Cory and Jennifer Heinzen, paranormal investigators from Maine, bought the place in 2019 with the intention of opening it up for tours. Earlier this year, they began offering overnight stays, at $125 a person, for people to explore the 3,100-square-foot house, its barn, and 8 1/2-acre property. They also provide paranormal equipment so guests can conduct their own investigations.

My sister is a fearful believer, whose first question when I invited her to stay at the house overnight was: Can the spirits get into my body?

I’m a rational skeptic.I love this spooky time of year, and its promise of something mysterious.

When we arrived, the Heinzens and their friend John Huntington, also a paranormal investigator, were inside the small wing of the house, where they and their dogs stay while people explore the main house. They have a surveillance system with cameras in nearly every room and outside, to keep an eye on guests and record paranormal activity.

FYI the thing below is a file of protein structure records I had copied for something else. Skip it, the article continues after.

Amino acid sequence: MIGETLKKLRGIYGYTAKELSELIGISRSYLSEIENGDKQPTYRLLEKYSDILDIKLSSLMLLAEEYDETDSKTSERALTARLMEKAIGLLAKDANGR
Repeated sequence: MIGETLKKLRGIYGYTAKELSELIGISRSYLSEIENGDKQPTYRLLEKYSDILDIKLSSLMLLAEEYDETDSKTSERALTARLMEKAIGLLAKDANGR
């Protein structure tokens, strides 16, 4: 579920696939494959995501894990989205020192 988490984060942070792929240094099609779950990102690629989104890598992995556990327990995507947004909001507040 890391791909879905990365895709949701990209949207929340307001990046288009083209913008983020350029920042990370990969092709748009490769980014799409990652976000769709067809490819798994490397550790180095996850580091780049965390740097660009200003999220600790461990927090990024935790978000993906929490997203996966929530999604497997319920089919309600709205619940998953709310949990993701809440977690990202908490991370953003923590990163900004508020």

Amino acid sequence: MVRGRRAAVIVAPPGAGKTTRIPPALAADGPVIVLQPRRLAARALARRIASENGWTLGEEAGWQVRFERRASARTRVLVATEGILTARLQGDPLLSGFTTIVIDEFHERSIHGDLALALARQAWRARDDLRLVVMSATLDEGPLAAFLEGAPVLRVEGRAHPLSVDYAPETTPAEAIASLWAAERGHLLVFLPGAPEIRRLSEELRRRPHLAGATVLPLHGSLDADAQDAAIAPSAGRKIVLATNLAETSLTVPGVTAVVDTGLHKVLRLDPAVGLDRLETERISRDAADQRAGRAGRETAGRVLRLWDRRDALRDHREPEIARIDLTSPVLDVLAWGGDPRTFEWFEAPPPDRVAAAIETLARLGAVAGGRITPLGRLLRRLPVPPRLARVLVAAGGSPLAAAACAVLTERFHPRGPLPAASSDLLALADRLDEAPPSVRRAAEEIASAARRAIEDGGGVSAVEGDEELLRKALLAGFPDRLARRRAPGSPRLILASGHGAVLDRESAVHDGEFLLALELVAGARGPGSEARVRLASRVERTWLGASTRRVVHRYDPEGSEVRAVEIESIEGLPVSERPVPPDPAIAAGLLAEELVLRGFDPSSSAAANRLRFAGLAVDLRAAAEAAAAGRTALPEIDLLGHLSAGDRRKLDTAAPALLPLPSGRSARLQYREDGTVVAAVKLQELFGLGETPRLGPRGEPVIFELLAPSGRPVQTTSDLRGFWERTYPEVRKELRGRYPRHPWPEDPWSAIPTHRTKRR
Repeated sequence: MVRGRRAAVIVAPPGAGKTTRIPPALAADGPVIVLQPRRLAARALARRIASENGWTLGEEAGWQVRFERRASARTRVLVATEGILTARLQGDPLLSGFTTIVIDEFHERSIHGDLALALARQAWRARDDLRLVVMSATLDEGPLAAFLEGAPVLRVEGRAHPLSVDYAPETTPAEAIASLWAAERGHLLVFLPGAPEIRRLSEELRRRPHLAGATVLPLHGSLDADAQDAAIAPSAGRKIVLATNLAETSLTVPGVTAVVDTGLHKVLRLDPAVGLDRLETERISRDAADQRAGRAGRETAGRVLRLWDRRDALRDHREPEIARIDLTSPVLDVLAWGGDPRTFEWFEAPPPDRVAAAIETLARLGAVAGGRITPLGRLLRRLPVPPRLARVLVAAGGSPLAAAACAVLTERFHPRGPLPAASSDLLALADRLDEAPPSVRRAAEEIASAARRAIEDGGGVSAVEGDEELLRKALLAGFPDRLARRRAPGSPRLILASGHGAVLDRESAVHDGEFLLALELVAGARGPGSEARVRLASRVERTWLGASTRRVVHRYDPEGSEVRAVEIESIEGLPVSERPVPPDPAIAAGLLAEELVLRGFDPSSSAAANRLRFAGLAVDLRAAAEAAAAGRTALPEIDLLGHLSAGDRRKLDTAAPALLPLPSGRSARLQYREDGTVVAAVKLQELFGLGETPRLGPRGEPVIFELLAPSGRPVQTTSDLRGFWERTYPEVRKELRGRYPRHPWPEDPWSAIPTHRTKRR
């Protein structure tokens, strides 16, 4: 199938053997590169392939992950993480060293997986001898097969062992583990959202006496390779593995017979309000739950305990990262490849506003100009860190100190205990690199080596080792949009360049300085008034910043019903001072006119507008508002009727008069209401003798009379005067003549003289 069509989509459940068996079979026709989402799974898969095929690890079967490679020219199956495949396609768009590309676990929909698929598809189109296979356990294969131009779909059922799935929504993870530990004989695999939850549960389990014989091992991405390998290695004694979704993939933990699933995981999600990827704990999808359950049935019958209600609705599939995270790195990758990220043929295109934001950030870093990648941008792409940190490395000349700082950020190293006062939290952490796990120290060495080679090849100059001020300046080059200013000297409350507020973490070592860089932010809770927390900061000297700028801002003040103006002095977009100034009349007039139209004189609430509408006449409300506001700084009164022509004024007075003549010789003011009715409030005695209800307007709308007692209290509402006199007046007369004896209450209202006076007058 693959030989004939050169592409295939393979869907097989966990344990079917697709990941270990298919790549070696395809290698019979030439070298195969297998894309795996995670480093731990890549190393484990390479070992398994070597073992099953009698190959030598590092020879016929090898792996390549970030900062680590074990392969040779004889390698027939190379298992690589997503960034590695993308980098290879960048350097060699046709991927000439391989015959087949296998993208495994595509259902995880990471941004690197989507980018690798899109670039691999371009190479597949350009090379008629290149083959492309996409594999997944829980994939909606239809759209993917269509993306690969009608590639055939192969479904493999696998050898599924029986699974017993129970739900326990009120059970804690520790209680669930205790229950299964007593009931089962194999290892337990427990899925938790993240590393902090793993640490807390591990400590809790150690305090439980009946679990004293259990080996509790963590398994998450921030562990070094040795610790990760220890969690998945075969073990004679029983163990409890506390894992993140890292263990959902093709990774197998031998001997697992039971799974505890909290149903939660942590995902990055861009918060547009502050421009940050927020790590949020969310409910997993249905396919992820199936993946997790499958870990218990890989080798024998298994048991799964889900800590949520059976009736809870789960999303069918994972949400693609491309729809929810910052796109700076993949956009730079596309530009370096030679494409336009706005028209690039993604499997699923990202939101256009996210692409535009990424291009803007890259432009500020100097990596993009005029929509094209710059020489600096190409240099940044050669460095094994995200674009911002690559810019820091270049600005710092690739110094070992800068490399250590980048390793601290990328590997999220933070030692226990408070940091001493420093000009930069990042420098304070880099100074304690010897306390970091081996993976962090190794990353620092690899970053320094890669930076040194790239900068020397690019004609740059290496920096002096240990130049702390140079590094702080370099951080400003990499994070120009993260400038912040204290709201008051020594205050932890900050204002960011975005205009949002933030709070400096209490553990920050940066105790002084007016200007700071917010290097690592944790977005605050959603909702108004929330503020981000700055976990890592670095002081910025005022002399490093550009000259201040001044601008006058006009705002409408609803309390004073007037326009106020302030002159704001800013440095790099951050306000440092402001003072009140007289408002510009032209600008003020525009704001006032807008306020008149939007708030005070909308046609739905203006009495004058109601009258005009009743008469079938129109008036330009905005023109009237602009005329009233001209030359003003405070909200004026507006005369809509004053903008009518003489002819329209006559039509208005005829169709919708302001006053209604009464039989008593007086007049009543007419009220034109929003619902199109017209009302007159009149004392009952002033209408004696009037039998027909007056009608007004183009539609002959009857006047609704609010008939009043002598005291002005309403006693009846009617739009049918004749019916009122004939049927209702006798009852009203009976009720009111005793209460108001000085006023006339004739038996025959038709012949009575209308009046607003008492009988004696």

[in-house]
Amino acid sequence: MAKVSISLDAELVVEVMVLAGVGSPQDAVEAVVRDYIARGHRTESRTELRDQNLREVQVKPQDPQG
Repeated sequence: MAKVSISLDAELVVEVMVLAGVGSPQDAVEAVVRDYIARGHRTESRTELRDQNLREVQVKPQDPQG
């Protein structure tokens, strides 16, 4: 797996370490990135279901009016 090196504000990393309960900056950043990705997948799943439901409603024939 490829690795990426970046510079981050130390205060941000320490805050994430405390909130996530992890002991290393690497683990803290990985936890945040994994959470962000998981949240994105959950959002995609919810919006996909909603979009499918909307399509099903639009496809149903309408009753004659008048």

Jennifer, who has a tattoo of the house on her thigh, grew up in a haunted house in Maine. Cory, a former Marine, became interested in the paranormal after hearing ghostly battle cries one night on a battlefield in Fredericksburg, Va.


The Heinzens said they slept in the small wing for the first four months. “We gave [the spirits] that much space,” Cory said. “We didn’t know what to expect. We were just testing the waters and didn’t want to overstep boundaries.”

When they finally left the door open between the main house and the wing one night, they were awakened by a shadow figure.

“It was just peeking around the door like this. All black, just looking at us. I remember looking at it ... and [Jennifer] was like, ‘what the hell is that?’” Cory said. “I said, ‘that’s a shadow figure,’ and it moved real fast. She said ‘Awesome!,’ and we high-fived each other.”

“It wasn’t scary,” Jennifer said. “It wasn’t an evil presence. We were just excited.”

Their daughter and son feel differently. Their daughter is at college and living at their house in Maine. Their son, now 18, saw a black mist over him in one of the bedrooms and left the next day. They said he won’t sleep in the house again.

The Heinzens debunk what they can, but some things they can’t explain. Black mists in the house and shadow figures inside and outside. Footsteps and voices. Books fall off the shelves, and doors unlatch and open.